It only takes a few laps around downtown Durham to notice the city’s local-first culture. Its once-empty tobacco facilities upcycled into mixed use complexes and tech hubs evoke the same energy coming out of the city decades ago when it was a hub for manufacturing as well as successful black-owned businesses.
A collective readiness to support and grow local businesses blends well with the city’s historical loyalty to resourcefulness and sustainability. Consumer goods creators and designers are catching on to that trend, launching a new market of eco-friendly products for Durhamites and others.
A sampling of that trend is represented by a group of women who showcased their products at a recent pop-up event hosted by Liberation Threads, a Durham boutique committed to making fashion ethical by only stocking fair trade or U.S.-made clothing.
Read about the makers below and scroll through a set of photos to see their products on display. All photos were taken by photographer Maria Brubeck.
Reid Miller, a bike commuter, created this clothing company out of frustration over the lack of low-maintenance, yet stylish clothing for active women like herself. Using high-quality, durable material that moves naturally with the wearer’s daily activities, her clothing line is meant for people with an active lifestyle. The clothing styles are classic yet timeless, made from eco-friendly material that requires little maintenance.
This line of handmade, small-batch liquid soaps and cleaners are made with vegan, synthetic free organic and essential oils. Fillaree is driven by a goal to reduce plastic waste—soaps are packaged in containers that are designed to be refilled. Fillaree founder Alyssa Cherry provides refill services at local farmer’s markets and at two refill stations in Durham to make it easier for customers to reuse the soap bottles instead of tossing them.
Durham Originals sells t-shirts, accessories and artistic items that celebrate the city’s community of creators. They collaborate with other organizations committed to sustainable merchandise, ethical and transparent supply chains, conserving Durham’s history through art and design.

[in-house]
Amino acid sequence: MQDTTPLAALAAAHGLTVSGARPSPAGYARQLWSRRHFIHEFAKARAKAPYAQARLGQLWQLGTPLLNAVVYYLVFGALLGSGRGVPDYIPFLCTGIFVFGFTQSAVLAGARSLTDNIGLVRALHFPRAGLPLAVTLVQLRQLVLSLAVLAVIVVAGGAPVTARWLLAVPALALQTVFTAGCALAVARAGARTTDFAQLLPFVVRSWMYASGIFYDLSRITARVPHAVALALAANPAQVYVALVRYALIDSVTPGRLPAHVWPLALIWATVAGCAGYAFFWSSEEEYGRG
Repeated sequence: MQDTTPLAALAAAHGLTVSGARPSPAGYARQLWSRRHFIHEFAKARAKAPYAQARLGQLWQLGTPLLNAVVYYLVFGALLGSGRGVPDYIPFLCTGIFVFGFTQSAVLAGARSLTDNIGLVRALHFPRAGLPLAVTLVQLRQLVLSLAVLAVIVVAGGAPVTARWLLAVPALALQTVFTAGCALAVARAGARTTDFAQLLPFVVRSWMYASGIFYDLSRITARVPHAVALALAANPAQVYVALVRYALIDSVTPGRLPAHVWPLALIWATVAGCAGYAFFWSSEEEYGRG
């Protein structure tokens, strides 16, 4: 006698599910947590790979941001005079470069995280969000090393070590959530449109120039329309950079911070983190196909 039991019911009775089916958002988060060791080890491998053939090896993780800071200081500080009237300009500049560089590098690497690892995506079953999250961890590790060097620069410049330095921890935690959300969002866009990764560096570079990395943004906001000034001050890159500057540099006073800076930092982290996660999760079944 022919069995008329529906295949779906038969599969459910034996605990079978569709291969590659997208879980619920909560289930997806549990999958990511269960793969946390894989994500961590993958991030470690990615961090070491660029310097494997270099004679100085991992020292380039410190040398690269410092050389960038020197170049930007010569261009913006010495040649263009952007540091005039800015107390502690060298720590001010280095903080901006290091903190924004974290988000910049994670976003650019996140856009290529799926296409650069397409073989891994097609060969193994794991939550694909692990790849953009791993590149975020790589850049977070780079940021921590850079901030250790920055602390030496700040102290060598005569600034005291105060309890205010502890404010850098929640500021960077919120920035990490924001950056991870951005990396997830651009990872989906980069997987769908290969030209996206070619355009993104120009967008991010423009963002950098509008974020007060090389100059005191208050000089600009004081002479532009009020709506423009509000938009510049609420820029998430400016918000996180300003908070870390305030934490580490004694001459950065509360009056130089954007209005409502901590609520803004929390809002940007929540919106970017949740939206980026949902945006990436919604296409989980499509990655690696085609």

River Takada-Capel makes handmade jewelry and clothing from materials found at thrift stores, yard sales, flea markets and clothing swaps. She also sources recycled material from Spoonflower, a digital textile printing company based in Durham. Her items are sold at four shops in Durham, Chapel Hill, Greensboro and Brooklyn, New York under the brand Rivtak. She also teaches adult and children’s classes at The ArtsCenter in Carrboro and Durham’s Scrap Exchange.
Combining local flowers and bird and bee-friendly design components, artist, designer and gardener Lee Moore Crawford makes and sells bouquets, art pieces and scarves (available on Etsy), while also providing seasonal event design services to clients.
Through a reusable/returnable takeout container service, a sustainable food truck program, a collection of waste reduction resources and a fiscal sponsorship from Keep Durham Beautiful, Don’t Waste Durham is helping the city and its dwellers create a cleaner environment in their communities—raising awareness about the importance of reducing consumer waste at the same time.